the food that had been fermenting on the ground,
and they got a little bit drunk. Fermentation as a process began,
as I think, with most things in the cradle of
civilization, in Africa. It’s where all good
things started. But it really did, and so
fermentation as a whole, we’re talking here now about
mostly brewing and baking spread across as civilization
spread across the world. A little bit later,
fermentation started to be used within the dairy
industry for making cheese. And it’s a very, very good
way of preserving foods. It essentially
uses bacteria that are not harmful to get
rid of the sugars that could be within
the substance that could be used by
bacteria that are harmful and could poison you. So it helps you preserve
food, and that’s why it would have spread and
is integral to civilization. So this, the first
fermented goods, were found about 9,000
to 10,000 years ago. And not very much happened
for many, many thousand years, and that isn’t because
everyone was drunk. It’s just that nothing
really happened for a while. Then we had the age,
kind of the microscope. So we start at the beginning,
around 500 BC, up to the 1500s. The first three
people on the list really only had the
ideas that there were microorganisms that existed. And then with the discovery– well, the invention
of the microscope, we start to look at smaller
and smaller things, so Hooke with his microflora,
Leeuwenhoek, who first saw a bacterial cell. And so it’s an
interesting feat, I think, for civilization to
have lasted almost 10,000 years using something without
knowing what they were doing. It was very effective
in food production. So we’re still thinking
about brewing and bread. By now, of course, we
have got a dairy industry, but we didn’t know
how it worked. We didn’t know why it worked. We just know it worked, and
it worked repeatedly, again and again and again. Next on, we’re up
into the 1700s. So in the 1700s, we
have what is termed a mini-microbial revolution. You have Edward Jenner with
the first discovery, who developed a smallpox vaccine. That in itself, I think,
was one of the few things that was a stroke of genius. How he managed to come up
with a vaccine with very little information is amazing. I think it probably helps
that he didn’t initially have to test it on himself, so
the risk is mitigated somewhat. But moving on, we have Louis
Pasteur with the germ theory of diseases, Joseph Lister,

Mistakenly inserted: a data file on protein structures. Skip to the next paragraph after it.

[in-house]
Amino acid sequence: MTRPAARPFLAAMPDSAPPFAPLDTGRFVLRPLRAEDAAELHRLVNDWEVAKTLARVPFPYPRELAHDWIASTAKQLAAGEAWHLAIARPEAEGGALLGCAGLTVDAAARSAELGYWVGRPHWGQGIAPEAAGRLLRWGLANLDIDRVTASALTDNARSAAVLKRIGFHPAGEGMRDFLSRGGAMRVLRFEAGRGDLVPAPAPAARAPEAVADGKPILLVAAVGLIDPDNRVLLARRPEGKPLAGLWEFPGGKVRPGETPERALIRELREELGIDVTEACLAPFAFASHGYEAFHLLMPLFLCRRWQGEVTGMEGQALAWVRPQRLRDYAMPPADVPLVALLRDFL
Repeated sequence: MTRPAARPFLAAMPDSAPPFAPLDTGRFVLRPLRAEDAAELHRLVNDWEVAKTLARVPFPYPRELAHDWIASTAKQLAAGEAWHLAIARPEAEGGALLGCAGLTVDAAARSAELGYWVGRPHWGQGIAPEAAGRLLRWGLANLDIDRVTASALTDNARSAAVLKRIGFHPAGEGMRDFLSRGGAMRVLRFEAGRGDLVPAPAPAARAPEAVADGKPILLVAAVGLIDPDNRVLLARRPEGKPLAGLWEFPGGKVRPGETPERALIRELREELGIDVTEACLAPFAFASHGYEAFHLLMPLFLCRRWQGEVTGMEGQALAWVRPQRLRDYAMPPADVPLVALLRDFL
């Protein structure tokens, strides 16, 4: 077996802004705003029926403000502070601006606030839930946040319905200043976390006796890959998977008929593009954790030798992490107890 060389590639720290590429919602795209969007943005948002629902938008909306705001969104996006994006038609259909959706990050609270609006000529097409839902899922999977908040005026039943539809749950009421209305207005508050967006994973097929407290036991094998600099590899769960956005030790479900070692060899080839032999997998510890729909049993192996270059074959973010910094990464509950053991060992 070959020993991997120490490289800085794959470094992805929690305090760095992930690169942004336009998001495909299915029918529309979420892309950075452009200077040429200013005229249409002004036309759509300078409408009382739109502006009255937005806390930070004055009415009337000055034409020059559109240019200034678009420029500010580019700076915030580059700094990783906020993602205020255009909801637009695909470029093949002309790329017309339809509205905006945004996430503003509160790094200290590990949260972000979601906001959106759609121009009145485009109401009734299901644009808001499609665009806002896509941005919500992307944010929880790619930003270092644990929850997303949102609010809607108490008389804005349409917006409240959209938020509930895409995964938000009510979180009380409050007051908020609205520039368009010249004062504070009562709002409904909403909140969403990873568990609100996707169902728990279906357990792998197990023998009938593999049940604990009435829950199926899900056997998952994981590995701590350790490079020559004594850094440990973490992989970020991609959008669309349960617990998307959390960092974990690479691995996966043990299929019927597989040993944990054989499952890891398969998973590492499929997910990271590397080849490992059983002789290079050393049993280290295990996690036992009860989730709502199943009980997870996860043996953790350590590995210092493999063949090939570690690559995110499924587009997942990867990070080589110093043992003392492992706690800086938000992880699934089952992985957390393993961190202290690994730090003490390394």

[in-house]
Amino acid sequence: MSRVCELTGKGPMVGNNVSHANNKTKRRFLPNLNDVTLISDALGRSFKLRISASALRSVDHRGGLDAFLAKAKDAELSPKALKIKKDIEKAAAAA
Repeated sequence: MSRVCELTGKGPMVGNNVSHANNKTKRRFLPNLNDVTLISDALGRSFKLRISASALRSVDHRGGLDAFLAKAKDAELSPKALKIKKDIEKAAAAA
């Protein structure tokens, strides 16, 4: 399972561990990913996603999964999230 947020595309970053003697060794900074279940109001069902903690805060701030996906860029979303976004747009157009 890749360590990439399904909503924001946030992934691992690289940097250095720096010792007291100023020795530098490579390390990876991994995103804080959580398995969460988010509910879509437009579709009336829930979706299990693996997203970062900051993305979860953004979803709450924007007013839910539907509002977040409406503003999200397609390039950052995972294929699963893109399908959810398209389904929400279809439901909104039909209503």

who was the first person to be antiseptic within surgery,
John Tyndall, who’s– some of his work is
in front of me today. He was looking more at the ways
of removing germs from things. So he came up with the
concepts of heat sterilisation. 50 years before Fleming
found penicillin, he was already
trying to work out what it was that was causing
clearance lines within agar plates. So he knew that there was
something, a substance that could kill bacteria. Then Robert Koch, he was
the first person who could– he was growing bacteria
within liquid media, which is a massive step
change, which is obvious if you’re an engineer,
a process engineer. But it’s much easier to grow
a lot of a cell in a liquid than it is on a flat surface. You just have a larger volume
and more space to grow things. And moving on all the way
through to the late 1920s, up to the 1940s, where we have
Florey, Chain, and the Fleming kind of combined
discovery, where Fleming in the early part,
in 1928, discovering and working out
what penicillin was, moving on to Florey and Chain
and their effects on society within the early 1940s,
whether the industrialization of the production of penicillin,
the effect it would have had on the war with the ability
to treat injured soldiers who would have normally
have lost a limb or could have died
from an infection, but were able to be
treated by penicillin. And then we think about the
fact, knowledge is power. As we’ve already said, there
are some wonderful things in front of me. One of the things that would
have slowed down progress is an inability
to look at things. So with the kind of
microscopes that we have in front of us that
were created by Faraday, you could see a microbe,
but you could only see that the microbe exists. You couldn’t see
what we could see now, which is the internal
workings of a microbe. So we go on to 1953. We have the Nobel Prize
for the discovery of DNA. And as is the way now that we
know exactly what happened, we can’t forget
Rosalind Franklin, who was the student